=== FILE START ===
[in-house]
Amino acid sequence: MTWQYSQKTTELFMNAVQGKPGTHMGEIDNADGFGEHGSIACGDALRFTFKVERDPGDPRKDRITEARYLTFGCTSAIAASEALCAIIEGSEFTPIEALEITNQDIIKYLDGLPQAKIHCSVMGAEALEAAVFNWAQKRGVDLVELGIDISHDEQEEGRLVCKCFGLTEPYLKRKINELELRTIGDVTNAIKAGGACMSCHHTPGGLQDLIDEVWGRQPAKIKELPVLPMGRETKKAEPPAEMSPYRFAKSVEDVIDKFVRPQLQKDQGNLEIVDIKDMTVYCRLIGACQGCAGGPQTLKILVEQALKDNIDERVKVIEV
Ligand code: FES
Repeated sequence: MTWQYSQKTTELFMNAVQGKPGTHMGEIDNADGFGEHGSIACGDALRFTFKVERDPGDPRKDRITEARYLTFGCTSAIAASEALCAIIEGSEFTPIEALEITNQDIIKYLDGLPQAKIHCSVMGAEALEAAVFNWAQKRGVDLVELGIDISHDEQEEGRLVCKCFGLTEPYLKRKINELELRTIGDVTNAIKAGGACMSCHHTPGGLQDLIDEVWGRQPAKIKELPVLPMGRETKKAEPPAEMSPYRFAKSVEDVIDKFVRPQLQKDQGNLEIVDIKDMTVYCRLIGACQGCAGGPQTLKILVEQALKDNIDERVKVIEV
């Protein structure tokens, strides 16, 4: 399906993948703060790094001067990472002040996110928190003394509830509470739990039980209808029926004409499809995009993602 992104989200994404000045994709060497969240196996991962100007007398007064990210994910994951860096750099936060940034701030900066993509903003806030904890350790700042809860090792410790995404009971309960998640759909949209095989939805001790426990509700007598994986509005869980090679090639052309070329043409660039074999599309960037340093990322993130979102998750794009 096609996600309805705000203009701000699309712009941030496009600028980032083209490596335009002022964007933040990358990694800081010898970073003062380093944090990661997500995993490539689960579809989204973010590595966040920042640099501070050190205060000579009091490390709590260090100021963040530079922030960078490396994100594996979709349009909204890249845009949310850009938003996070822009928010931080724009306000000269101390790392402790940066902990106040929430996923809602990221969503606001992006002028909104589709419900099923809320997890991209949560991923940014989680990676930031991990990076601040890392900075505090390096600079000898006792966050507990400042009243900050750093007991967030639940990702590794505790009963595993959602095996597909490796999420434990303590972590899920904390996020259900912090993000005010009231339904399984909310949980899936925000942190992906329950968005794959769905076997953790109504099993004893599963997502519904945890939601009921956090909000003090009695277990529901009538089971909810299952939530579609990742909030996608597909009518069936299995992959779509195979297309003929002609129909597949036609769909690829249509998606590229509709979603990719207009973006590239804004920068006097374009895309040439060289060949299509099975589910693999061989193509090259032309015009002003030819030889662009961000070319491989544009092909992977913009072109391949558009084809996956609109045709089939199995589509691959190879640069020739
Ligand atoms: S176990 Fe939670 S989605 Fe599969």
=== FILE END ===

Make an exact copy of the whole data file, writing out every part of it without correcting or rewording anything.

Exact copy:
[in-house]
Amino acid sequence: MTWQYSQKTTELFMNAVQGKPGTHMGEIDNADGFGEHGSIACGDALRFTFKVERDPGDPRKDRITEARYLTFGCTSAIAASEALCAIIEGSEFTPIEALEITNQDIIKYLDGLPQAKIHCSVMGAEALEAAVFNWAQKRGVDLVELGIDISHDEQEEGRLVCKCFGLTEPYLKRKINELELRTIGDVTNAIKAGGACMSCHHTPGGLQDLIDEVWGRQPAKIKELPVLPMGRETKKAEPPAEMSPYRFAKSVEDVIDKFVRPQLQKDQGNLEIVDIKDMTVYCRLIGACQGCAGGPQTLKILVEQALKDNIDERVKVIEV
Ligand code: FES
Repeated sequence: MTWQYSQKTTELFMNAVQGKPGTHMGEIDNADGFGEHGSIACGDALRFTFKVERDPGDPRKDRITEARYLTFGCTSAIAASEALCAIIEGSEFTPIEALEITNQDIIKYLDGLPQAKIHCSVMGAEALEAAVFNWAQKRGVDLVELGIDISHDEQEEGRLVCKCFGLTEPYLKRKINELELRTIGDVTNAIKAGGACMSCHHTPGGLQDLIDEVWGRQPAKIKELPVLPMGRETKKAEPPAEMSPYRFAKSVEDVIDKFVRPQLQKDQGNLEIVDIKDMTVYCRLIGACQGCAGGPQTLKILVEQALKDNIDERVKVIEV
């Protein structure tokens, strides 16, 4: 399906993948703060790094001067990472002040996110928190003394509830509470739990039980209808029926004409499809995009993602 992104989200994404000045994709060497969240196996991962100007007398007064990210994910994951860096750099936060940034701030900066993509903003806030904890350790700042809860090792410790995404009971309960998640759909949209095989939805001790426990509700007598994986509005869980090679090639052309070329043409660039074999599309960037340093990322993130979102998750794009 096609996600309805705000203009701000699309712009941030496009600028980032083209490596335009002022964007933040990358990694800081010898970073003062380093944090990661997500995993490539689960579809989204973010590595966040920042640099501070050190205060000579009091490390709590260090100021963040530079922030960078490396994100594996979709349009909204890249845009949310850009938003996070822009928010931080724009306000000269101390790392402790940066902990106040929430996923809602990221969503606001992006002028909104589709419900099923809320997890991209949560991923940014989680990676930031991990990076601040890392900075505090390096600079000898006792966050507990400042009243900050750093007991967030639940990702590794505790009963595993959602095996597909490796999420434990303590972590899920904390996020259900912090993000005010009231339904399984909310949980899936925000942190992906329950968005794959769905076997953790109504099993004893599963997502519904945890939601009921956090909000003090009695277990529901009538089971909810299952939530579609990742909030996608597909009518069936299995992959779509195979297309003929002609129909597949036609769909690829249509998606590229509709979603990719207009973006590239804004920068006097374009895309040439060289060949299509099975589910693999061989193509090259032309015009002003030819030889662009961000070319491989544009092909992977913009072109391949558009084809996956609109045709089939199995589509691959190879640069020739
Ligand atoms: S176990 Fe939670 S989605 Fe599969």